Feverfew is a plant some believe to have anti-inflammatory and pain-relieving properties. However, research on the value of feverfew for migraine is mixed.

Feverfew (Tanacetum parthenium) is a plant belonging to the daisy and sunflower family. People have used feverfew as a medicinal plant for hundreds of years to treat fevers and inflammatory conditions.

Some people use feverfew to prevent migraine episodes and alleviate accompanying symptoms. Migraine is a potentially debilitating condition causing moderate-to-severe headaches, nausea, and light and sound sensitivity.

Some research supports feverfew’s value for migraine, but not all evidence agrees.

This article provides an overview of feverfew for migraine and how a person can use it to manage symptoms.

A note about sex and gender

Sex and gender exist on spectrums. This article will use the terms “male,” “female,” or both to refer to sex assigned at birth. Click here to learn more.

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Around 12% of the population live with migraine, and it affects up to 17% of females and 6% of males annually.

Treatment for migraine aims to relieve symptoms and prevent further episodes.

Management steps may involve using cool packs on the forehead, drinking lots of fluid, and taking small amounts of caffeine. Healthcare professionals may also recommend various medications to stop a current episode or prevent future ones.

Although people may find these options effective, some individuals turn to natural remedies such as feverfew for relief. However, there is a lack of high quality research on humans supporting its use.

A 2015 review encompassed 6 clinical trials involving a total of 561 participants. Four of the studies yielded favorable results, indicating that feverfew contributed to a reduction in both the frequency and severity of migraine episodes.

However, the effects were only slightly more effective than placebo. The remaining two studies within the review did not detect a significant impact.

More research is required to determine how effective feverfew is against migraine.

Learn more about migraine.

Some people may find that feverfew reduces the frequency and severity of migraine attacks. These actions may make migraine more manageable and allow people to recover more quickly.

However, there is little or no evidence about the value of feverfew for any other health conditions.

Learn more about feverfew.

Most people can use feverfew safely, and no one has reported serious side effects from its use. However, people may experience minor issues such as:

If a person chews the fresh leaves, they could also develop mouth ulcers. Feverfew can also cause skin irritation if applied to the skin.

People with sensitivities to ragweed and related plants could have an allergic reaction to feverfew, so they should avoid its use.

Pregnant individuals should also avoid feverfew as it may affect uterine contractions. Experts do not know if it is safe for use while nursing.

There is no official recommended dose or guidelines for feverfew in migraine. In clinical trials, researchers have used various doses of up to 143 milligrams (mg) each, while commercially available capsules may contain as much as 1500 (mg).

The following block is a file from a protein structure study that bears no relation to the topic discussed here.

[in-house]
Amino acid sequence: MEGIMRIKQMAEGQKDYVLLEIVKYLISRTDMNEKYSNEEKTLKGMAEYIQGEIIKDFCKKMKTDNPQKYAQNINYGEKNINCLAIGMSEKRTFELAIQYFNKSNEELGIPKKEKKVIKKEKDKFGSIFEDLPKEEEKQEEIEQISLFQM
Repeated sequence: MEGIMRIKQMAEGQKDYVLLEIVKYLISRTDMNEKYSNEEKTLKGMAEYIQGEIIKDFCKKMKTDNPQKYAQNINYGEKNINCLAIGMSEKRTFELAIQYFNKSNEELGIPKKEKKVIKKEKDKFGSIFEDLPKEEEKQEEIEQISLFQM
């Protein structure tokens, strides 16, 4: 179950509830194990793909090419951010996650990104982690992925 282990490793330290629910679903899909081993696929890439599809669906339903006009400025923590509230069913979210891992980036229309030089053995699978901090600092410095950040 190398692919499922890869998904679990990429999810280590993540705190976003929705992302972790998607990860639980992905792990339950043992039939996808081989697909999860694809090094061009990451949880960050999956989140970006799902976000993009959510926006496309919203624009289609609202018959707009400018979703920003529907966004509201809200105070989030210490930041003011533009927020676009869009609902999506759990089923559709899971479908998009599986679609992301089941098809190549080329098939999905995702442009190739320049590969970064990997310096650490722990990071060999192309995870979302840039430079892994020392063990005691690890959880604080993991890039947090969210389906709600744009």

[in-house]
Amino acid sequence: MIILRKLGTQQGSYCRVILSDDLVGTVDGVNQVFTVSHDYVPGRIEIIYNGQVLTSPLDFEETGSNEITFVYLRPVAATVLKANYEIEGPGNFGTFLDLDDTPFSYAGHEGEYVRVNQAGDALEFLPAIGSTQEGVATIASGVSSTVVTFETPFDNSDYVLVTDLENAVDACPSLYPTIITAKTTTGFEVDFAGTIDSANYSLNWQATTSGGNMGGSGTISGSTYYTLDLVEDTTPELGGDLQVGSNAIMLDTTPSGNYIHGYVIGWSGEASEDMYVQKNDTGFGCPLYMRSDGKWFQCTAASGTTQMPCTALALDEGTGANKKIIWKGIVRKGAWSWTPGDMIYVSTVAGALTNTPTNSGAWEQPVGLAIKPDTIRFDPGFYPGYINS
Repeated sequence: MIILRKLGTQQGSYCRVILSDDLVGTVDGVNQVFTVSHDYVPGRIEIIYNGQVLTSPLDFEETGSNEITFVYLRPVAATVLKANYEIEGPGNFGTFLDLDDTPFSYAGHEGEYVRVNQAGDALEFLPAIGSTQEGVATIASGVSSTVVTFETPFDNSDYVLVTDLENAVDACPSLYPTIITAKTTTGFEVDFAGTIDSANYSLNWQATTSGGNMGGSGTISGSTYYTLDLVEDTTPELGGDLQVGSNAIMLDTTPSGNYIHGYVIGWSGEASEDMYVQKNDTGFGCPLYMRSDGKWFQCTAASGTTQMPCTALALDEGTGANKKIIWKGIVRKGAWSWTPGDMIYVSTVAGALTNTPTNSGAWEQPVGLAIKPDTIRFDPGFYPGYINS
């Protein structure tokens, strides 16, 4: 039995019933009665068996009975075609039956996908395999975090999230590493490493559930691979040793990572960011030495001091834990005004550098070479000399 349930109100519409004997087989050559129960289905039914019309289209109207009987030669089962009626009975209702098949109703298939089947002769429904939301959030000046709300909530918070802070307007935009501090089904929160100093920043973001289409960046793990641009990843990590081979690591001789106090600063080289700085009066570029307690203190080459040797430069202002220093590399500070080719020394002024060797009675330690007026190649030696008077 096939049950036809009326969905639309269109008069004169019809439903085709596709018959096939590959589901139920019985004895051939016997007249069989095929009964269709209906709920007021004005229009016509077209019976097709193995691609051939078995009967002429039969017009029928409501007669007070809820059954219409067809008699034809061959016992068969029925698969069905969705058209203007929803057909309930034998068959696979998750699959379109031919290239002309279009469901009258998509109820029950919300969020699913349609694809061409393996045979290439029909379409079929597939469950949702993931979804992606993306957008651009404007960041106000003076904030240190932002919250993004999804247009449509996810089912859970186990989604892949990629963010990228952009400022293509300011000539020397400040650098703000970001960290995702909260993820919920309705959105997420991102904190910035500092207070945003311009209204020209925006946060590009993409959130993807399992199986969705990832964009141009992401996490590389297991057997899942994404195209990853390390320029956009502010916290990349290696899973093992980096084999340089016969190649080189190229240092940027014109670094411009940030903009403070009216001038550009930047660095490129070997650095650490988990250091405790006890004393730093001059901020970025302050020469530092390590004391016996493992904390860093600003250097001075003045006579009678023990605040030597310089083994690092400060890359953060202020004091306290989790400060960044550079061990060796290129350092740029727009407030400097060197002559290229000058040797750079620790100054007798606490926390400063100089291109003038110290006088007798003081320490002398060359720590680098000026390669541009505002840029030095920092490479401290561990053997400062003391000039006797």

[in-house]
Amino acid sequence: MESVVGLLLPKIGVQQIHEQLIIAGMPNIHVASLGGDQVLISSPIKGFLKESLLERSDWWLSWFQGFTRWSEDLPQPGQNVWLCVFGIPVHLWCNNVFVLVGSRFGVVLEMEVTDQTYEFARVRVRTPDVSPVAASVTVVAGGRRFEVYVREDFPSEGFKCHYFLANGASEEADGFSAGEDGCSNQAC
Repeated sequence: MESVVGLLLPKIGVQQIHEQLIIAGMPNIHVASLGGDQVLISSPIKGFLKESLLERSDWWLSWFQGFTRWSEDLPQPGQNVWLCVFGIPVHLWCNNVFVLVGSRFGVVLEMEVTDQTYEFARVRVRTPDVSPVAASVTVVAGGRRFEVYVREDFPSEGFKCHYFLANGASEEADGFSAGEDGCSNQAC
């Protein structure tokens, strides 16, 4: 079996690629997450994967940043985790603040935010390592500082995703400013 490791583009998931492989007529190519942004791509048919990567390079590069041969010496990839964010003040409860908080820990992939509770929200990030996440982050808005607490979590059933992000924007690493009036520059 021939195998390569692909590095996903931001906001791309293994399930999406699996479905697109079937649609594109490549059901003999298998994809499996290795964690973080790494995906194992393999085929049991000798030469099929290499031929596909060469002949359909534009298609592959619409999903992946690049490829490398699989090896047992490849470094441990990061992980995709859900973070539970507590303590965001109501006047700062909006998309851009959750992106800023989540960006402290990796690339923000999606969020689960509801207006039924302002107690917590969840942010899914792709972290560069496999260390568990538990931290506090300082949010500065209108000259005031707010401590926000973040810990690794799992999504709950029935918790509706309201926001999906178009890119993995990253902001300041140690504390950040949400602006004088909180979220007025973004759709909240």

Here are some considerations:

  • Form: Feverfew is available in various forms, including capsules, tablets, and as a dried herb for tea.
  • Dosage: Consult with a healthcare professional for personalized dosage recommendations, as they can vary depending on the form and individual factors.
  • Consistency: A person may need to take feverfew daily to prevent migraine, so consistency is key. It could take many weeks to see any results.

Feverfew is just one of many natural remedies for migraine. Other alternatives to consider include:

  • Magnesium: Adequate magnesium intake may reduce the frequency of migraine in some individuals.
  • Riboflavin (Vitamin B2): Some studies suggest that high doses of riboflavin may help prevent migraine.
  • Coenzyme Q10 (CoQ10): CoQ10 is an antioxidant that may reduce the frequency and intensity of migraine.
  • Vitamin D: People with vitamin D deficiency may have more migraine attacks. Therefore, boosting levels by spending time in the sun and increasing dairy and egg consumption may help.
  • Acupuncture: Traditional Chinese medicine practices such as acupuncture could help alleviate migraine symptoms.

Before incorporating feverfew or any alternative remedy into a migraine management plan, a person should consult a healthcare professional. Here are some questions to ask:

  • Is feverfew a suitable option for my specific migraine condition?
  • What is the recommended dosage and form of feverfew for me?
  • Are there any potential interactions between feverfew and my current medications?
  • How long should I use feverfew before assessing its effectiveness?
  • What are the signs of adverse reactions to feverfew, and when should I seek medical attention?

Headache and migraine resources

To discover more evidence-based information and resources for headaches and migraine, visit our dedicated hub.

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Migraine is challenging to manage, and while feverfew shows promise as a natural remedy, it may not work for everyone.

It is generally considered safe, allowing most individuals to explore its potential benefits without serious risk. However, pregnant individuals and those with known ragweed allergies should avoid its use.

It is essential to weigh the potential benefits against the risks and consult with a healthcare professional to create a tailored migraine management plan that best suits a person’s needs.